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it has ever since been a pleasure to me [he says] to see good workmen handle their tools; and it has been useful to me, having learnt so much by it as to be able to do little odd jobs myself in my house . . . and to construct little machines for my experiments, while the intention of making the experiment was fresh and warm in my mind.

Throughout his boyhood and youth he apparently devoured every book that he could lay hands upon. He went through his father's shelves of “polemic divinity” ; read abundantly in Plutarch's Lives; acquired Bunyan's works “in separate little volumes,” which he later sold to buy Burton's Historical collections; received an impetus towards practical improvements from Defoe's Essay upon projects and an impetus towards virtue from Mather's Essays to do good. Before he left Boston he had his mind opened to free speculation and equipped for logical reasoning by Locke's Essay concerning human understanding, the Port Royal Art of thinking, Xenophon's Memorabilia, and the works of Shaftesbury and Collins.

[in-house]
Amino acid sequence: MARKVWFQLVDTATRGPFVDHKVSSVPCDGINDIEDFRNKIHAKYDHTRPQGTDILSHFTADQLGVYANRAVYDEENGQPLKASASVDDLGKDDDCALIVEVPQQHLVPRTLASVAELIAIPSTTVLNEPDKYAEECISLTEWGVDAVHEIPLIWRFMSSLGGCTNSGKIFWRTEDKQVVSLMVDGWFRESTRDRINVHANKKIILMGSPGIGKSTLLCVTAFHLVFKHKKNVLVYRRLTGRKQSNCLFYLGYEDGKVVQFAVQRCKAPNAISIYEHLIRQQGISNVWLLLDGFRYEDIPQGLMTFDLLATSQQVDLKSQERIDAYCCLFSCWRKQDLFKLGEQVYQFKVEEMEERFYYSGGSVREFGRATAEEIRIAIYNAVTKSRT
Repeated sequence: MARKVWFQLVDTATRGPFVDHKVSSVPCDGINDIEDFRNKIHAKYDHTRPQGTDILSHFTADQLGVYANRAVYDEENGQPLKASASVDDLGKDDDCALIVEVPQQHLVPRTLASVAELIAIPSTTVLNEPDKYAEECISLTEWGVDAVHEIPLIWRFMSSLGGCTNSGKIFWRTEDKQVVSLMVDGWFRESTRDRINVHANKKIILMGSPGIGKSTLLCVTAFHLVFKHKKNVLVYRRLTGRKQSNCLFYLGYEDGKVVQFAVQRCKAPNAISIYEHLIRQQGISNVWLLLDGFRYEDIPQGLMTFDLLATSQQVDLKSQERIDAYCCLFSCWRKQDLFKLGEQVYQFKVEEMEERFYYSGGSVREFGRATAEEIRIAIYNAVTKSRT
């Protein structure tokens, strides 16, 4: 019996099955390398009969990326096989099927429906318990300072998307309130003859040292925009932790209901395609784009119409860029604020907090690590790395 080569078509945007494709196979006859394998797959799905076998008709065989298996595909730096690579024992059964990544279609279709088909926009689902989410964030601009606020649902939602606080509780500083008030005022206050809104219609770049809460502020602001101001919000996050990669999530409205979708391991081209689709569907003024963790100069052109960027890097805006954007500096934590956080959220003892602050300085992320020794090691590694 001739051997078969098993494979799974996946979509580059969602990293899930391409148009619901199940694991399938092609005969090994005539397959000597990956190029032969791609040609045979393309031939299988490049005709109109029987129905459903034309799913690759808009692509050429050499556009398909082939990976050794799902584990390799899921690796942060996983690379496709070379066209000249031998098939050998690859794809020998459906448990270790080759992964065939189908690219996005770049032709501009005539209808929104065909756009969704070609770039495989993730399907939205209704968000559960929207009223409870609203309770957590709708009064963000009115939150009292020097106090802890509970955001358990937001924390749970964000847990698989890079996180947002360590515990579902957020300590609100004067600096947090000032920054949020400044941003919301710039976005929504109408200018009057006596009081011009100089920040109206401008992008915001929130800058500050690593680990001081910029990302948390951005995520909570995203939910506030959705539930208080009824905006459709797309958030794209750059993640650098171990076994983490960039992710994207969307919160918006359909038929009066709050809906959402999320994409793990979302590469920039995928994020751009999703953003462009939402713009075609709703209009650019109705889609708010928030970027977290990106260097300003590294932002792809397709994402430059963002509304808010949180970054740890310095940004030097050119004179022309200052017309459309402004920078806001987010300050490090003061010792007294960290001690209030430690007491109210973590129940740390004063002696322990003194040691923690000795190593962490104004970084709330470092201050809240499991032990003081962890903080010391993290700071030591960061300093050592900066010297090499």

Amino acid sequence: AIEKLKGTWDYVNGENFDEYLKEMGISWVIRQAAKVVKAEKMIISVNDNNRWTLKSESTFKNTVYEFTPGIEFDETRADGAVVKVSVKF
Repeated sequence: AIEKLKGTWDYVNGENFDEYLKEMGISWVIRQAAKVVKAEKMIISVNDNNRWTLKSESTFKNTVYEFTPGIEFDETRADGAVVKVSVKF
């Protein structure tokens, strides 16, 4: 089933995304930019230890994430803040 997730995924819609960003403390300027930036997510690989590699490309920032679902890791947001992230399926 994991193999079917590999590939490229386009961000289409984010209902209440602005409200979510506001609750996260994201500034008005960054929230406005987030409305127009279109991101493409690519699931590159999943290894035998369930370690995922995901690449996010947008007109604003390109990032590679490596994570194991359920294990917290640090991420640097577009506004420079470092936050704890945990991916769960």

Franklin found the right avenue for a person of his “bookish inclination” when his brother James, returning from England in 1717 with a press and letters, set up in Boston as a printer, and proceeded to the publication of The Boston gazette, 1719, and The New England Courant, 1721. Benjamin, aged twelve, became his apprentice. It can hardly be too much emphasized that this was really an inspiring “job.” It made him stand at a very early age full in the wind of local political and theological controversy. It forced him to use all his childish stock of learning and daily stimulated him to new acquisitions. It put him in touch with other persons, young and old, of bookish inclination. They lent him books which kindled his poetic fancy to the pitch of composing occasional ballads in the Grub Street style, which his brother printed, and had him hawk about town. His father discountenanced these effusions, declaring that “verse-makers were generally beggars” ; but coming upon his son's private experiments in prose, he applied the right incentive by pointing out where the work “fell short in elegance of expression, in method, and in perspicuity.” “About this time,” says Franklin in a familiar paragraph, “I met with an odd volume of the Spectator.”

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